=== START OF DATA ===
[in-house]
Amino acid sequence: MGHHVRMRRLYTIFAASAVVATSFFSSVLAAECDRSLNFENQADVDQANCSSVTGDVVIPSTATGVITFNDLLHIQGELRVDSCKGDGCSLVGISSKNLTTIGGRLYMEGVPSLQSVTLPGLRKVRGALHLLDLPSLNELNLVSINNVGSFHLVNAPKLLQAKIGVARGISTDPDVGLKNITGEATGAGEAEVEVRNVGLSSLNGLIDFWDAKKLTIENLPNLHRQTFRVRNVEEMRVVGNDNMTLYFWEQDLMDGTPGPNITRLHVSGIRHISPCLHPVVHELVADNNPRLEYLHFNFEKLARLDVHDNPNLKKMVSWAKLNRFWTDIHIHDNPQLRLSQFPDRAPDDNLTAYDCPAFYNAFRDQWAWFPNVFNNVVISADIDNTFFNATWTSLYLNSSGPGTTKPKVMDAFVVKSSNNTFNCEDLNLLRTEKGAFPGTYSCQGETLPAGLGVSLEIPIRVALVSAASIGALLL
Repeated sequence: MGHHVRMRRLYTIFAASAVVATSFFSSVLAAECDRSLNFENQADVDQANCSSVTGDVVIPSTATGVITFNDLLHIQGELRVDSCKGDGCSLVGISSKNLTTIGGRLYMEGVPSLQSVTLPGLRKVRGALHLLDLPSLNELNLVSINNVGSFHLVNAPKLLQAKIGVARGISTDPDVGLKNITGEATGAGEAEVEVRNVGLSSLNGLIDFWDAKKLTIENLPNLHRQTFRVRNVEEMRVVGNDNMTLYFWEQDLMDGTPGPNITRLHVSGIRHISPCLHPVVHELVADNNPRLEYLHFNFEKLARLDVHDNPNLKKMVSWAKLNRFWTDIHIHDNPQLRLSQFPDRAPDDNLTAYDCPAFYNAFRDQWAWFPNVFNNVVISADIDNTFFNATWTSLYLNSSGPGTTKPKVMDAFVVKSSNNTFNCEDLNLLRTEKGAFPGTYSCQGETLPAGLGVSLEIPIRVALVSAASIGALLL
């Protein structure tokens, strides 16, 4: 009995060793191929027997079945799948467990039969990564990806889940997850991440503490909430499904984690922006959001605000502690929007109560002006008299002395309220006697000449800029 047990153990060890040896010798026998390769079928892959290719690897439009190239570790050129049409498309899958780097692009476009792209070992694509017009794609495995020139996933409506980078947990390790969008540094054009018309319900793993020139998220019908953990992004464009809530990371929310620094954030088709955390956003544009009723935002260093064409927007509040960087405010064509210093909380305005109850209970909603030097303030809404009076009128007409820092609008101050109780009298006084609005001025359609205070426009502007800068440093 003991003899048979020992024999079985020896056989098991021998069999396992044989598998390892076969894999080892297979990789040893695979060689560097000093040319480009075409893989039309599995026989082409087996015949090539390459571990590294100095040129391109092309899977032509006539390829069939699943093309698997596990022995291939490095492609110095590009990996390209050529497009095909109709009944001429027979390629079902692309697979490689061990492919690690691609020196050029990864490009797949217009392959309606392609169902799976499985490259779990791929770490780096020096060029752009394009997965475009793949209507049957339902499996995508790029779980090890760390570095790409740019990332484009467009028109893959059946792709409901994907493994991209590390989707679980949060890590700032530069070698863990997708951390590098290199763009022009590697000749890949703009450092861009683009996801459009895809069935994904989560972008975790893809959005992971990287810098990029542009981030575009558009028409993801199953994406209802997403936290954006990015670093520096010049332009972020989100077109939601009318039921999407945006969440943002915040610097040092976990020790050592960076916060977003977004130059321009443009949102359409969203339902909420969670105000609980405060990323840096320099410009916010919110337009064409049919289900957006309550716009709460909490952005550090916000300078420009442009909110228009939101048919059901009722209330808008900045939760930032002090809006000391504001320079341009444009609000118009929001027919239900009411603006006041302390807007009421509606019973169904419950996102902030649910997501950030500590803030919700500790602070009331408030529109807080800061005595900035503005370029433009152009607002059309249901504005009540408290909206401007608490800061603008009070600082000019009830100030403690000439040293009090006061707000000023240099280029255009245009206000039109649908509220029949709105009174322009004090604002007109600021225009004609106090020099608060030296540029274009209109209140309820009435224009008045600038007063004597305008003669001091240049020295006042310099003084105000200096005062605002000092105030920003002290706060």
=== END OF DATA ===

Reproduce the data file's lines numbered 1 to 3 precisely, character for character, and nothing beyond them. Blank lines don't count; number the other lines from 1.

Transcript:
[in-house]
Amino acid sequence: MGHHVRMRRLYTIFAASAVVATSFFSSVLAAECDRSLNFENQADVDQANCSSVTGDVVIPSTATGVITFNDLLHIQGELRVDSCKGDGCSLVGISSKNLTTIGGRLYMEGVPSLQSVTLPGLRKVRGALHLLDLPSLNELNLVSINNVGSFHLVNAPKLLQAKIGVARGISTDPDVGLKNITGEATGAGEAEVEVRNVGLSSLNGLIDFWDAKKLTIENLPNLHRQTFRVRNVEEMRVVGNDNMTLYFWEQDLMDGTPGPNITRLHVSGIRHISPCLHPVVHELVADNNPRLEYLHFNFEKLARLDVHDNPNLKKMVSWAKLNRFWTDIHIHDNPQLRLSQFPDRAPDDNLTAYDCPAFYNAFRDQWAWFPNVFNNVVISADIDNTFFNATWTSLYLNSSGPGTTKPKVMDAFVVKSSNNTFNCEDLNLLRTEKGAFPGTYSCQGETLPAGLGVSLEIPIRVALVSAASIGALLL
Repeated sequence: MGHHVRMRRLYTIFAASAVVATSFFSSVLAAECDRSLNFENQADVDQANCSSVTGDVVIPSTATGVITFNDLLHIQGELRVDSCKGDGCSLVGISSKNLTTIGGRLYMEGVPSLQSVTLPGLRKVRGALHLLDLPSLNELNLVSINNVGSFHLVNAPKLLQAKIGVARGISTDPDVGLKNITGEATGAGEAEVEVRNVGLSSLNGLIDFWDAKKLTIENLPNLHRQTFRVRNVEEMRVVGNDNMTLYFWEQDLMDGTPGPNITRLHVSGIRHISPCLHPVVHELVADNNPRLEYLHFNFEKLARLDVHDNPNLKKMVSWAKLNRFWTDIHIHDNPQLRLSQFPDRAPDDNLTAYDCPAFYNAFRDQWAWFPNVFNNVVISADIDNTFFNATWTSLYLNSSGPGTTKPKVMDAFVVKSSNNTFNCEDLNLLRTEKGAFPGTYSCQGETLPAGLGVSLEIPIRVALVSAASIGALLL